Now, if we want something damning on Kaepernick, there's the fact that Al Davis apparently wants him, which has not exactly been good for anyone since Ken Stabler (Steve Beuerlein was actually pretty good but couldn't hold onto a starting job until he was 31, and he's undoubtedly the best QB Davis has drafted since 1968):

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#114 by sterr (not verified) // Jun 20, 2011 - 1:20pm

Anyone have an idea of how Terrelle Pryor would score in LCF?

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#117 by tabsports // Nov 29, 2011 - 1:49pm

Quick! Somebody crunch the numbers on TJ Yates! (Hopefully, this bumps up to the FO editing crew... this certainly will be interesting.)

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#118 by Mr Shush // Nov 30, 2011 - 6:29am

Career starts: 44
Completion percentage: 62.3%
BMI: 26.8%
Run-pass ratio: 0.187
Rushing yards: -77
Passer rating differential: 30.1
AQ Conference: yes

All very positive apart from the bogglingly awful rushing yards figure. Given that he's reputedly pretty mobile, that suggests he was a sack-taking machine. Obviously as a fifth round pick none of this strictly applies to him anyway.

You might also be interested to look at this old article from the PFR blog about late round QB success stories. It concludes that you should be looking for a tall player from a BCS school. I would take from the Lewin findings that you almost certainly don't want someone with a bad completion percentage.

Long and short of it: I think that what's quantifiable about Yates is about as good as you're ever likely to find in a fifth round pick. He's still a fifth round rookie, which means he's likely to amount to nothing even in the long run, and likely to suck something fierce this year even if he is ultimately going to be a good player.

Points: 0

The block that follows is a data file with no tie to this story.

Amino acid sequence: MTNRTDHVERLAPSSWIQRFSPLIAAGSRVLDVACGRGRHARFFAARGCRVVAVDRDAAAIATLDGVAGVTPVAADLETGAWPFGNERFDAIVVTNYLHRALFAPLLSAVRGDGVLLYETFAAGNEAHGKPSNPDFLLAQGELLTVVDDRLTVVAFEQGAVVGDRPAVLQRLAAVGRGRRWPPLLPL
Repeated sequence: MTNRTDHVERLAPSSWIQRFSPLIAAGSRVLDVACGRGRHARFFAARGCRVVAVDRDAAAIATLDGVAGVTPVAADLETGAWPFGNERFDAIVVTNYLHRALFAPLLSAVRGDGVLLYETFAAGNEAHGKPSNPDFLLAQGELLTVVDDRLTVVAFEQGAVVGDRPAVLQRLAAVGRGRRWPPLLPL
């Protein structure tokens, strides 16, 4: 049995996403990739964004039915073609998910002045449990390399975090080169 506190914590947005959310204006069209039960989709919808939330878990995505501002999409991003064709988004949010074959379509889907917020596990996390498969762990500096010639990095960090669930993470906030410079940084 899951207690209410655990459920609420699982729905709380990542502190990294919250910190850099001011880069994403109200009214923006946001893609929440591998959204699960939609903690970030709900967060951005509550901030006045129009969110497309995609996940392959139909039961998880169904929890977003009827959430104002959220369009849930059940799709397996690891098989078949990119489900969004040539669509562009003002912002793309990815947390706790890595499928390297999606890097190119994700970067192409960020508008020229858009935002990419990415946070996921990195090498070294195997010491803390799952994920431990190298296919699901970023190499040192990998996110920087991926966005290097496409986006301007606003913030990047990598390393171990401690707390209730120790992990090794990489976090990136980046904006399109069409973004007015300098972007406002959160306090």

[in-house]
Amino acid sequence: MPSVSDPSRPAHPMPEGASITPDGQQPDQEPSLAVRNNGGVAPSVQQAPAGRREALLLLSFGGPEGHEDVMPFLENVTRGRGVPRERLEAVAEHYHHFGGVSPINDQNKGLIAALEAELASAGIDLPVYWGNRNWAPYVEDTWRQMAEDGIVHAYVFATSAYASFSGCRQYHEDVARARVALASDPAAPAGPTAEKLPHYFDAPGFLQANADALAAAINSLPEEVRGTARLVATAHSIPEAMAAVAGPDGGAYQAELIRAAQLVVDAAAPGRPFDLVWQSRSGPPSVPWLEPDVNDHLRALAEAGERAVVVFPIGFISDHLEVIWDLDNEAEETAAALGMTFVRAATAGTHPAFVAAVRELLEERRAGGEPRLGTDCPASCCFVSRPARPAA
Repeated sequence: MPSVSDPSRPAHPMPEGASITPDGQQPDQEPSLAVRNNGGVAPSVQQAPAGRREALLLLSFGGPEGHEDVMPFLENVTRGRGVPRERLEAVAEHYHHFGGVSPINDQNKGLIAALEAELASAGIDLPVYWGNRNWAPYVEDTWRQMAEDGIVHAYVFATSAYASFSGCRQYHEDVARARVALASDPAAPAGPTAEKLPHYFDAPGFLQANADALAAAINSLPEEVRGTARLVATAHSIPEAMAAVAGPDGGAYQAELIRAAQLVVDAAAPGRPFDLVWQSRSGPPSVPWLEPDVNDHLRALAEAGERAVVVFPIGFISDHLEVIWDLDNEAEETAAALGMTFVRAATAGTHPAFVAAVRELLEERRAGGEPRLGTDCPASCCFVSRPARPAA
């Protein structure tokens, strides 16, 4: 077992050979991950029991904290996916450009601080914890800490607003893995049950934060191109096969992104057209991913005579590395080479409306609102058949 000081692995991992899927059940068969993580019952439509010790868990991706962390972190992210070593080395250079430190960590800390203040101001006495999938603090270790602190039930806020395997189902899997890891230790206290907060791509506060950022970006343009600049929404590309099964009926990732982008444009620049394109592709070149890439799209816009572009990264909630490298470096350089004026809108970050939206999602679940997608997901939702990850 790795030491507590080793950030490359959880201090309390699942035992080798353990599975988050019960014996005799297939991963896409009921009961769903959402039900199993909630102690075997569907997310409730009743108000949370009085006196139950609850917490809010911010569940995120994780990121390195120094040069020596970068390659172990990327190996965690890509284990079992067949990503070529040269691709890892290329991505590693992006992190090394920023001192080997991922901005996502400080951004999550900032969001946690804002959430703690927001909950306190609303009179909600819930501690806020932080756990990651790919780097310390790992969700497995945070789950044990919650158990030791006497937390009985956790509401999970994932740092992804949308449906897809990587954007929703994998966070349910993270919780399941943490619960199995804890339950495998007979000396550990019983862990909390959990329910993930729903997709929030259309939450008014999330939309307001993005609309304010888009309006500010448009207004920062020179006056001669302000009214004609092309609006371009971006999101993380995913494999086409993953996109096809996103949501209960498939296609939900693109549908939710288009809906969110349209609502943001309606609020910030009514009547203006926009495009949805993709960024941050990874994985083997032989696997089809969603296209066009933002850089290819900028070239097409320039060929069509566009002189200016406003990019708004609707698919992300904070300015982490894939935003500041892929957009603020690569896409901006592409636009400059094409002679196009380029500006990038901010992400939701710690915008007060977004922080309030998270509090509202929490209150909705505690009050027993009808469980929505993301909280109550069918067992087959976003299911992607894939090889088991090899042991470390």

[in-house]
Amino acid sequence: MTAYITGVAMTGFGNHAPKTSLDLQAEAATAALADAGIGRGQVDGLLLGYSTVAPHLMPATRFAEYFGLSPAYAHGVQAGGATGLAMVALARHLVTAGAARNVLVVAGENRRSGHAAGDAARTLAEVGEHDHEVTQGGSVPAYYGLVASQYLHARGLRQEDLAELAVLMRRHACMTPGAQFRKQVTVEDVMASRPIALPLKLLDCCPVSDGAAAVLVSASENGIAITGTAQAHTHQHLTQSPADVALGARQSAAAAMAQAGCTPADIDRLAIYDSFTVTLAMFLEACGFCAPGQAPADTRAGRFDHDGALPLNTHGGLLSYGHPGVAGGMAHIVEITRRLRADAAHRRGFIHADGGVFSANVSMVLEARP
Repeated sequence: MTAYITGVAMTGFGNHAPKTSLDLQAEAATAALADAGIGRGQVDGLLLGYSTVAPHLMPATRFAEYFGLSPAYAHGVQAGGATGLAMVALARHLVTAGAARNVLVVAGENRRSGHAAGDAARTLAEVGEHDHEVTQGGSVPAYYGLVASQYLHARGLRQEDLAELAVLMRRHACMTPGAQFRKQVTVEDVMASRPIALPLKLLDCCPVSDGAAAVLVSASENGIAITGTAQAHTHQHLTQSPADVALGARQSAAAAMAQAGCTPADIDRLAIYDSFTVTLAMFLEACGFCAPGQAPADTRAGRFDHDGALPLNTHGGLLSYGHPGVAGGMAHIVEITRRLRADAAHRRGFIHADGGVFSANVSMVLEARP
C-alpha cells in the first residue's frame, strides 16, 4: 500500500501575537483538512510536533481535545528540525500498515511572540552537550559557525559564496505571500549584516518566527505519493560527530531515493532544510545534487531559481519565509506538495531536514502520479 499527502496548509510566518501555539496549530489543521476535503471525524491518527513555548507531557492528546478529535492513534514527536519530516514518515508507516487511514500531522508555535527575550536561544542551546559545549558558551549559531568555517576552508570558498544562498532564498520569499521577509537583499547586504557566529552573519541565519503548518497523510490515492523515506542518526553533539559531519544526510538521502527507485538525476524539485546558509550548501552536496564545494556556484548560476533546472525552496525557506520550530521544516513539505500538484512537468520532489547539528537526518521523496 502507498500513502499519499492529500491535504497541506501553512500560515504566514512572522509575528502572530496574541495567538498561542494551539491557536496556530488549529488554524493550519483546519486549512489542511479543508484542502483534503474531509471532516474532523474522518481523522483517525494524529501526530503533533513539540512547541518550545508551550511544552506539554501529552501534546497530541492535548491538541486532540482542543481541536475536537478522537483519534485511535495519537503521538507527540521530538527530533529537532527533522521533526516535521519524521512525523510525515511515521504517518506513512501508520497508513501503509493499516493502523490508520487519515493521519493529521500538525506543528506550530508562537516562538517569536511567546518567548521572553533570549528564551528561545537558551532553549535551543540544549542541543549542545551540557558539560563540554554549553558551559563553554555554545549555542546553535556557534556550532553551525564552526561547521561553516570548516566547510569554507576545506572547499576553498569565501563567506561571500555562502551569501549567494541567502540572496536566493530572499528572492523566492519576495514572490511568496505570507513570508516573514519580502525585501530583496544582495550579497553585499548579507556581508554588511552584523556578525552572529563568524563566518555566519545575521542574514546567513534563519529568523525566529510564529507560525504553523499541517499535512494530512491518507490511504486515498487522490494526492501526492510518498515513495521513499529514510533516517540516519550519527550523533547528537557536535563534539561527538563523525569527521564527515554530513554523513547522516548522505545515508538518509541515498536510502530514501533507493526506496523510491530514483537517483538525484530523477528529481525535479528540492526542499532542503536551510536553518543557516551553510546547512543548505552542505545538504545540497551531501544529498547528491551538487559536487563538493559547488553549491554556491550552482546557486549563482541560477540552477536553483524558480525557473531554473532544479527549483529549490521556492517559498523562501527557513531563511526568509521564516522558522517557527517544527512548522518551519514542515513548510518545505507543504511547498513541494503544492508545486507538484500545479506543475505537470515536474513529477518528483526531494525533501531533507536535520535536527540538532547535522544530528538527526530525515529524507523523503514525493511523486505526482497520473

#119 by Thomas_beardown // Dec 01, 2011 - 5:33pm

Interesting. I wish there was an easy to use database of this kind of stuff so I could see how he compares to Kyle Orton and Marc Bulger who are about as good as anyone has any right to expect from a late round pick.

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#120 by Mr Shush // Dec 02, 2011 - 10:34am


Career starts: 35
Completion percentage: 59.3%
BMI: 28.4 (6'4 233)
Run-pass ratio: 0.206
Rushing yards: 112
Passer rating differential: 23.4
AQ conference: yes


Career starts: 32*
Completion percentage: 61.9%
BMI: 26.7 (6'2 208)
Run-pass ratio: 0.079
Rushing yards: -92
Passer rating differential: 25.6
AQ conference: yes


Career starts: 21*
Completion percentage: 55.6%
BMI: 27.4** (6'4 225)
Run-pass ratio: 0.233
Rushing yards: 24
Passer rating differential: 22.6
AQ conference: yes


Career starts: 22*
Completion percentage: 62.3%
BMI: 25.0 (6'5 211)
Run-pass ratio: 0.109
Rushing yards: -47
Passer rating differential: 10.6
AQ conference: yes

Some thoughts: These guys seem to broadly bear out PFR's hypothesis that for late round picks height matters but bulk probably doesn't. All are at least 6'2 and three of the four are 6'4 or taller, but BMIs range from 25.0 to 28.4. Maybe being fat would be a problem.